Safwan M. Masri, EVP for Global Centers and Global Development

The morning was one of those lovely crisp days, when the exiting summer sharpens the air and the blue sky grows lighter, but I was focused on the mundane.  

As vice dean of Columbia Business School, a just-launched dual degree program had me headed “across the pond” to welcome its inaugural cohort and teach as part of our new enterprise with the London Business School. With a collection of dry cleaning in one hand and a carry-on bag in the other, I left home shortly before 9:00 with plans to drop off the cleaning, go to the office, and then proceed to the airport, not realizing that at 9:42 the FAA would ground all commercial planes bound to or flying over the United States–a first in history.  

The dry cleaner’s television was on. “Can you believe what’s happening?” she asked, her voice tremulous. I glimpsed at the screen, but didn’t register what she was asking, or why. 

I stepped outdoors and hailed a taxi. The driver barely acknowledged me. The volume on his radio filled our shared space, and as we traveled uptown, I grew increasingly alarmed at what I was hearing. A sensation of sliding backwards, pushed by the forces of acceleration, came over me; but I was actually tensely perched on the seat’s edge–leaning towards the radio, as if getting closer to the source of the words would make them cohere into something that made sense.

Once on campus, I made my way into the lobby of Uris Hall, where there, too, everyone was gathered around the news, TV screens broadcasting images none could bring themselves to believe. I turned to see the Dean, Meyer Feldberg. Catching his eye, we knew what had to happen next; we needed to provide a sense of security and comfort to our students, even while we worked to create it within ourselves. Together with my colleague Joe Miller, dean of students, we went around to every classroom to check in and reassure students as best we could. 

Sometime during this process, as the putrid sooty air snaked up and across the region, the stunning beauty and clarity of the earlier sky registered with me. It was the beginning of such discordance. How to explain the way that everything became destabilized that day? The perfect morning had become a backdrop for menace. The silence we kept together was how we suffocated the screams, the roar, the sounds of collapse. My careful attention to scheduling could not account for the way time worked that day. It refused to be strung into normal minutes. Physics is not my discipline, but Einstein’s Special Theory of Relativity was proven: time passes at speeds dependent upon one’s frame of reference. The complexity and scope of the events on September 11 was vast enough to overwhelm, and demand that everything stop to accommodate a new reality. Even now, a generation later and thinking about Afghanistan, time is hard to fathom. We didn’t stop long enough, and trauma continues to be visited upon people across the globe.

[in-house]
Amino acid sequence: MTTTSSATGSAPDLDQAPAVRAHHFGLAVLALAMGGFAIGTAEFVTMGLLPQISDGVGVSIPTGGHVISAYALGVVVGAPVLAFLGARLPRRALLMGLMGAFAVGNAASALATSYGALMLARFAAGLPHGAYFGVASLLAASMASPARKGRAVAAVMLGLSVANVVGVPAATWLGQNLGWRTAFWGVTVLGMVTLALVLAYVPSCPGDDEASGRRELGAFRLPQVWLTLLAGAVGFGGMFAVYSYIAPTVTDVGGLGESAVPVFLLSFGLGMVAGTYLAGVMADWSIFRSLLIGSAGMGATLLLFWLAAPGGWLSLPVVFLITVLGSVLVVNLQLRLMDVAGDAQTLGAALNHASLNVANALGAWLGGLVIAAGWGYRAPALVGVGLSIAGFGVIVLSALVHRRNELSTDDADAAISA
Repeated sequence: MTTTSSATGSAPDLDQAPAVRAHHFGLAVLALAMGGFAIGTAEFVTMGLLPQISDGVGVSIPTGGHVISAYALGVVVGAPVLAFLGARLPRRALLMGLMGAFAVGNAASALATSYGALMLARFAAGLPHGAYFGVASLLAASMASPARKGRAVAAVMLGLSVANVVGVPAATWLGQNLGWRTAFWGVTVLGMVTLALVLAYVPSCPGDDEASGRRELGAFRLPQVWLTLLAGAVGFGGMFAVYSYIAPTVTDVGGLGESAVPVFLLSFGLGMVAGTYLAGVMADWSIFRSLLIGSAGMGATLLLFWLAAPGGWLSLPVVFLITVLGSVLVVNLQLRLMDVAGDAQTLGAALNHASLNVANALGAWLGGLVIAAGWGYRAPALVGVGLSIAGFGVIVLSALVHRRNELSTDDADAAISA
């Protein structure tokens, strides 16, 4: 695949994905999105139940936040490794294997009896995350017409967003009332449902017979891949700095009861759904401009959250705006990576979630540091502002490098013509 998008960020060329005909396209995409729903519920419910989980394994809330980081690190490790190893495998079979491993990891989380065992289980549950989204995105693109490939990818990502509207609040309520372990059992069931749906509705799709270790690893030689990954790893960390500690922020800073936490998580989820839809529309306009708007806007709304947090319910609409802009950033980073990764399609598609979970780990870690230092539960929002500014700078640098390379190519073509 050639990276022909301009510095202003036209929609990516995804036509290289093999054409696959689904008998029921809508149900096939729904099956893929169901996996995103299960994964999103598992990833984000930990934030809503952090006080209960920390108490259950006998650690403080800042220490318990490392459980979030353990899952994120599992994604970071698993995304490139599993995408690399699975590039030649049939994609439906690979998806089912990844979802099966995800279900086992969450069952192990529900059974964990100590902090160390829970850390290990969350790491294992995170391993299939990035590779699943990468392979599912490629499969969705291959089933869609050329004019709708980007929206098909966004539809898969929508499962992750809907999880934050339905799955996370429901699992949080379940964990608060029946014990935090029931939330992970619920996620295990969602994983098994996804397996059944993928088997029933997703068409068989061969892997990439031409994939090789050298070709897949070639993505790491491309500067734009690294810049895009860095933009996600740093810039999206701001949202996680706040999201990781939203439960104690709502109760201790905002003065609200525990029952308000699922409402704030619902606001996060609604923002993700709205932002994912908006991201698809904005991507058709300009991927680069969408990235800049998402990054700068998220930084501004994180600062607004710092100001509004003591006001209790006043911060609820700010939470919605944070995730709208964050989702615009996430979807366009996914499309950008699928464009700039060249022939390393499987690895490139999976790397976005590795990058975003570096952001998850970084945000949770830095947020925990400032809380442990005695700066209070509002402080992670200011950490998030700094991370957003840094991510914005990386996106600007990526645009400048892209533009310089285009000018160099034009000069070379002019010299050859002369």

I think sometimes about how the earth carries the past within it; how geological formations and tree rings and fossils allow us to mark cataclysmic events in time. People contain these seismic moments too–dust in the lungs and cancers in the blood are reliquaries of sorts for many New Yorkers, especially the first responders. For me, the imprint of that terrible day comes down to a comment made by Joe as we travelled from classroom to classroom, noting the symbolism of a Middle Eastern Muslim comforting students in New York City on that fateful day. But in the hours, days, and weeks that followed, despite a lifelong pursuit of international cooperation, educational opportunity, and care for those less privileged, despite patriotic symbols, like a newly bought American flag for my car, I was concerned about the shift around me—and for others who looked as I do. I would be perceived, for how long I knew not, as a threat. I have to now live with this. 

The following day, students and faculty were massed on the lawn; a sea of black umbrellas under a gray and weeping sky. Meyer Feldberg led a moment of silence before we all planted a tree to pay tribute to our lost community members, in the northeast corner of the back of Low Library. Years later, Meyer would recount that he stood at the top of the stairs with his senior colleagues: “Me, a Jew from South Africa. My Senior Vice Dean, Awi Federgruen, a religious Dutch Jew. Safwan Masri, a Jordanian. And Jace Schinderman, a born and bred American. We all were and we have all remained intensely committed Americans.” At that moment, standing there together memorializing the lost alumni, we bore witness to the ties that bind us across the globe.